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Sen. John McCain (R-Arizona) was recently treated for diverticulitis

Diverticulitis, the ailment that hospitalized 81-year-old John McCain earlier this month, is becoming more prevalent in the developed world.

McCain, the senior senator from Arizona and decorated Vietnam War veteran, was reportedly in stable condition after undergoing surgery at the Mayo Clinic in Phoenix.

The gastrointestinal disease occurs when abnormal pouches, known as diverticuli, form in the wall of your large intestine and become inflamed and infected.

The ailment is becoming more prevalent in the developed world — partially because of poorly balanced diets, according to an expert interviewed by Healthline.

“It does become more common with age, but it actually affects a lot of young people now in the United States, people in their 20s and 30s,” said Dr. Alan Harzman, a specialist in colon and rectal surgery at The Ohio State University Wexner Medical Center.

“We think it’s related to a high-fat, low-fiber Western-style diet,” he added. “In parts of the world where they eat a lot more fiber than we do in the West, they tend to have a lot less diverticulitis.”

The disease reportedly cost the U.S. healthcare system $2.4 billion in 2013.

As the disease becomes more prevalent, it’s more important than ever for patients and health professionals to understand the ailment, said Harzman.

Common symptoms

Generally speaking, symptoms of diverticulitis include pain in your lower-left abdominal area, sometimes accompanied by nausea, diarrhea, or constipation and fever.

“These little pockets at the edge of the colon are almost like little hernias,” said Harzman. “It’s weak there and these little pouches can get inflamed, then rupture, and then you get inflammation around the colon. It can result in stool, or at least air, going through the wall of the colon.”

While the basics of diverticulitis are understood, there are still unknowns when it comes to fully understanding the disease, said Harzman.

“We used to think that we knew very well what the process was, but I think right now we’ve kind of realized that we don’t know as much about exactly why it happens and how it happens as we thought we did,” said Harzman.

Treatment for diverticulitis has changed in recent years, with Harzman noting that there’s growing evidence that some patients don’t need antibiotics for the condition. Another difference is that invasive surgery might not be as necessary as it was once thought to be.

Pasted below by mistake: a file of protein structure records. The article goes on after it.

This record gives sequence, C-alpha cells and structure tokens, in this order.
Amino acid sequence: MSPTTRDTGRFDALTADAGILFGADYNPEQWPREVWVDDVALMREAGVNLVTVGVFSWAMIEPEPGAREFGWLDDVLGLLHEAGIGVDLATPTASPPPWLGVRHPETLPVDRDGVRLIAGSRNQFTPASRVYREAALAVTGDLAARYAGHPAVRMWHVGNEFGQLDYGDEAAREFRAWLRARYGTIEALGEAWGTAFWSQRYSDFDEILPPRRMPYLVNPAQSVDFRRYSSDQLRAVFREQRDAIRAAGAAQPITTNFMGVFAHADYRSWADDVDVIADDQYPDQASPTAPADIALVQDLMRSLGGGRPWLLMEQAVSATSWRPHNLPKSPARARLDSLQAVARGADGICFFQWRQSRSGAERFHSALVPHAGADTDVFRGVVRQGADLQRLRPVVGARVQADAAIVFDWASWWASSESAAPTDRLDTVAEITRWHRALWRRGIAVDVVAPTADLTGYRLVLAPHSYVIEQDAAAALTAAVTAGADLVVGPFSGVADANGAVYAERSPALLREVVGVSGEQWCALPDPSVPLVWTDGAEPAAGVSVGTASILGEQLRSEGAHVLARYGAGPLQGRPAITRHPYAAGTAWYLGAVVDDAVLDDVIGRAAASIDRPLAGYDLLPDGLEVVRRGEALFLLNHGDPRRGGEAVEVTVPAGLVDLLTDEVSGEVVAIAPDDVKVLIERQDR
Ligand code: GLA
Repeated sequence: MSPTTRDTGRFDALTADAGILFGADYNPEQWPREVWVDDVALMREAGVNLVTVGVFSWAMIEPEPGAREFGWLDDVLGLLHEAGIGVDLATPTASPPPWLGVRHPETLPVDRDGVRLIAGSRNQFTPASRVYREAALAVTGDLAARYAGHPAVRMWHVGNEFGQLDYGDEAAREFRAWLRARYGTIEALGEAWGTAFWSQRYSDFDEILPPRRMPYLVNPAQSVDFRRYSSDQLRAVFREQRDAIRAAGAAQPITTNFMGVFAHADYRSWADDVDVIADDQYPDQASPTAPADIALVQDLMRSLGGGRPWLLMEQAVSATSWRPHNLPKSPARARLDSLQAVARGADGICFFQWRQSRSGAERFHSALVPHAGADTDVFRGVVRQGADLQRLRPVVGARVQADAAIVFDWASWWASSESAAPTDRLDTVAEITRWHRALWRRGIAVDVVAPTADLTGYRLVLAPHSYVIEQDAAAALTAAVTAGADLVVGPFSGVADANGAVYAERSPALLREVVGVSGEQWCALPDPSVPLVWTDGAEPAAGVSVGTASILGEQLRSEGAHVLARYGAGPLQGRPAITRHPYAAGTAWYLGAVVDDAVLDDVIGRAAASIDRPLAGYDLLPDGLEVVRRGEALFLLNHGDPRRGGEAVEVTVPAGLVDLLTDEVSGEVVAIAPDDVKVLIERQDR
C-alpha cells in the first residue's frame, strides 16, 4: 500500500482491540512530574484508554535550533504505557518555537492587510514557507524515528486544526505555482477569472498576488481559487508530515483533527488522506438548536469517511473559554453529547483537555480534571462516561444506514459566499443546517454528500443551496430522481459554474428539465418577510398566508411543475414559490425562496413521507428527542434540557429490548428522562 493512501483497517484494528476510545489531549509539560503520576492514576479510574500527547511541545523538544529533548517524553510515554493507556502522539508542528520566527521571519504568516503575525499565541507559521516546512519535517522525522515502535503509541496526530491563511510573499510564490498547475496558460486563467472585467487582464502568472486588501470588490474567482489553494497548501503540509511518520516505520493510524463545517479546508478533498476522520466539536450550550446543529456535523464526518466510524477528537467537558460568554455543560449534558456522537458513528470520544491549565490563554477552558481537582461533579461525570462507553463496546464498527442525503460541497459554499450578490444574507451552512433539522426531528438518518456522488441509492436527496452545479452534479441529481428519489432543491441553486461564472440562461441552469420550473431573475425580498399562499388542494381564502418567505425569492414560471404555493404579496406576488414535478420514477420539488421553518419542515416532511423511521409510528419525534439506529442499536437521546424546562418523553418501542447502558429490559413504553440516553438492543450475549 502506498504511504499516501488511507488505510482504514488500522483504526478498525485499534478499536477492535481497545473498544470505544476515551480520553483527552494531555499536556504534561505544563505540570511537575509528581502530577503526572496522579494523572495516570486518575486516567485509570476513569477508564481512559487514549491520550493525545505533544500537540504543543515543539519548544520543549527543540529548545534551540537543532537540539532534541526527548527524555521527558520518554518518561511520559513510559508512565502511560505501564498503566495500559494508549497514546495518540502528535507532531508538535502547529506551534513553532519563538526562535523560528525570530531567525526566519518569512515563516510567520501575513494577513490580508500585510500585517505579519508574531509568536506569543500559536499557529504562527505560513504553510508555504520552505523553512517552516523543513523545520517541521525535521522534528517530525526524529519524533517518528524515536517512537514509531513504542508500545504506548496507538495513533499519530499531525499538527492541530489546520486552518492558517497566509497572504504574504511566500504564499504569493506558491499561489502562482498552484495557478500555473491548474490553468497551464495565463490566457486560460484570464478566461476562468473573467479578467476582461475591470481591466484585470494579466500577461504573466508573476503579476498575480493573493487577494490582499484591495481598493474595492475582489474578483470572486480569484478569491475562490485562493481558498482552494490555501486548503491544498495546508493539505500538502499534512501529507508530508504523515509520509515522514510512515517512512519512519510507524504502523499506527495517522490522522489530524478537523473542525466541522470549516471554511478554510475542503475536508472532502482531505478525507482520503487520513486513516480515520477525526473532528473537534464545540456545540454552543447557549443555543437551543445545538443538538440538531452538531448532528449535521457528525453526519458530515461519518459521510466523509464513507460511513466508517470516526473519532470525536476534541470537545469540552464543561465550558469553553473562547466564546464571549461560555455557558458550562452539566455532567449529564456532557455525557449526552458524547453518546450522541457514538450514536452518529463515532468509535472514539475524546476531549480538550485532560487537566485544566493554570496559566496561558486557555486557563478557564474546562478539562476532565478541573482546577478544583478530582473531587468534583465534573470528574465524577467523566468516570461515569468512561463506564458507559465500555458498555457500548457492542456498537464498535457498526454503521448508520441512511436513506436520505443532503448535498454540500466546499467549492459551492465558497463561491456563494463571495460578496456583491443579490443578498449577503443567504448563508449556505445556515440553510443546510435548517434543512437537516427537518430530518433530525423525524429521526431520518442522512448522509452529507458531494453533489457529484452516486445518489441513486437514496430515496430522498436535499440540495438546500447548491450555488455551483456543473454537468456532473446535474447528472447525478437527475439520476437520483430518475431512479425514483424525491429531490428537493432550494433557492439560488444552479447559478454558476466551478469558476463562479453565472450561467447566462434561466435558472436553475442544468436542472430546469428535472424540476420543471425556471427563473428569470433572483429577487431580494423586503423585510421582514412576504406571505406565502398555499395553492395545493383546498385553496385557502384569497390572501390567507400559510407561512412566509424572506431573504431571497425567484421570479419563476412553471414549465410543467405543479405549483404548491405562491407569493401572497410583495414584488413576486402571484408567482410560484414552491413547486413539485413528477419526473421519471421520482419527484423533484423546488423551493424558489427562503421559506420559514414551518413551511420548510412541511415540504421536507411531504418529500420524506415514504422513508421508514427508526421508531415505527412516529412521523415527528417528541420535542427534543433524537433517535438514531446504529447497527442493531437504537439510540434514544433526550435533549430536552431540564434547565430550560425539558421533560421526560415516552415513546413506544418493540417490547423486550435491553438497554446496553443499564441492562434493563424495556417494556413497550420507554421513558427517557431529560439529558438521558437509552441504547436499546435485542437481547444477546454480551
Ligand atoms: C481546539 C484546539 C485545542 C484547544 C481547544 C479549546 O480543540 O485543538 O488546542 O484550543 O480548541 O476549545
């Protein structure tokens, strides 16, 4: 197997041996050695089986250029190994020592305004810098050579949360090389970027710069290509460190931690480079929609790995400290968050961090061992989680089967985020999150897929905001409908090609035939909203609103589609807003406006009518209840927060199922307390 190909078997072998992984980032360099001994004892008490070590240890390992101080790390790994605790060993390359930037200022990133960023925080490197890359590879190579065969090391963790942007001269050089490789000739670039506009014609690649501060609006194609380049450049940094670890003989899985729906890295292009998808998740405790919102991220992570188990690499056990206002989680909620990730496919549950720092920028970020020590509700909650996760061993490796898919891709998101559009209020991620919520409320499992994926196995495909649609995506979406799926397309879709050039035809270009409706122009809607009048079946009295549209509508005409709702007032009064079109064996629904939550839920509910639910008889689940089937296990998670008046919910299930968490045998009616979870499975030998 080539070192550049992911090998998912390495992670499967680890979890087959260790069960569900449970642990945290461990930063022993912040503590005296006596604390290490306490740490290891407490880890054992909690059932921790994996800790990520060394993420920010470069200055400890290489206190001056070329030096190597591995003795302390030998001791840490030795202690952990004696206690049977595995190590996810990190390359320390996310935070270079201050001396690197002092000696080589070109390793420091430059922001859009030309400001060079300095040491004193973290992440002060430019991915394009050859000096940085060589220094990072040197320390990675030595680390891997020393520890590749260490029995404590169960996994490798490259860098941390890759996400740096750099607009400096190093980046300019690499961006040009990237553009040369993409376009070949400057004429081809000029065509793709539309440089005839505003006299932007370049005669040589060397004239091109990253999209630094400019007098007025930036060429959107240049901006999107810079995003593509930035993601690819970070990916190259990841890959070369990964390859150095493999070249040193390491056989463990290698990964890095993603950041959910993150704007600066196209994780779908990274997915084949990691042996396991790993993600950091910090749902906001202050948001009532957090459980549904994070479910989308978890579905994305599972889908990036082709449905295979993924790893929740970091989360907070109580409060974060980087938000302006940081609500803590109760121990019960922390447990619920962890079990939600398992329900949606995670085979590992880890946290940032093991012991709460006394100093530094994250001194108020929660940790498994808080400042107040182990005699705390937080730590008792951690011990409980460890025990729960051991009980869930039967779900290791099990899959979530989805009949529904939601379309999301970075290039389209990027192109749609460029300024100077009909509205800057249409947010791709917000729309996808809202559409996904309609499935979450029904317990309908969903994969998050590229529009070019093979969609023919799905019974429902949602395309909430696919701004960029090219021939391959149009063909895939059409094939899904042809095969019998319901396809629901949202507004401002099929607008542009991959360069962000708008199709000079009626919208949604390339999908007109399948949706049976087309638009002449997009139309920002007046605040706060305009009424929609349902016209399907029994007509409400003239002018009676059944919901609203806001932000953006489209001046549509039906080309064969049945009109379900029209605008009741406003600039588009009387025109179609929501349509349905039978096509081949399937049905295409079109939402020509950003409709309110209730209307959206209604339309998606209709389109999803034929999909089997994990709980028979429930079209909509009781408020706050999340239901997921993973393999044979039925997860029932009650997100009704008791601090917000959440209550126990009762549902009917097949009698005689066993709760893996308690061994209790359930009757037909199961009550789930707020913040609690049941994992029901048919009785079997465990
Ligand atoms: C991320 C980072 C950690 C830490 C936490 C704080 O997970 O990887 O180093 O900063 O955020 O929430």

“The more attacks you have, the more likely you are to have another one. Up until about ten or fifteen years ago, if someone was young — under 50 — and they’d had one attack, then we’d recommend that they have their sigmoid colon out to avoid another attack. If they were over 50, we’d do that after two episodes,” explained Harzman.

“But now we’ve figured out that usually the next episode is a lot like the first one,” he added. “So, if you had a fairly mild episode, even if you have another one in a few years, it’ll probably be fairly mild as well. So the morbidity of the surgery to prevent another attack is not nearly as worth it as we thought it was.”

Ultimately, though, for patients who’ve had many diverticular attacks, treatment involves removing the afflicted section of the colon.

The ultimate preventive measures

Risk factors for diverticulitis include age, family history, lack of physical activity, and diet.

While age and family history can’t be changed, people can minimize their risk by getting active and switching to a healthier diet.

“Eating a high-fiber diet is a way to prevent it,” stated Harzman. “Not everyone forms the little diverticuli that lead to diverticulitis, so the more fiber you eat, the less likely you are to ever form those little pockets.”

Harzman recommends eating a high-fiber diet or taking fiber supplements, not just for the prevention of diverticulitis but also bowel health in general.

For those who are already experiencing symptoms, the best practice is always to consult with your doctor.

“We all have pains that come and go and it’s pretty common to have abdominal pain that comes and goes,” said Harzman. “But abdominal pain that persists for more than a few hours, pain that’s becoming gradually worse, along with other symptoms like fever, nausea, generally feeling ill, and loss of appetite, those are the times you should seek medical attention.”

“It’s a fairly common disease and we think it’s becoming more common over time,” said Harzman. “The basic encouragement is for people to eat a higher fiber diet than most of us do now and to seek medical attention when they start having problems.”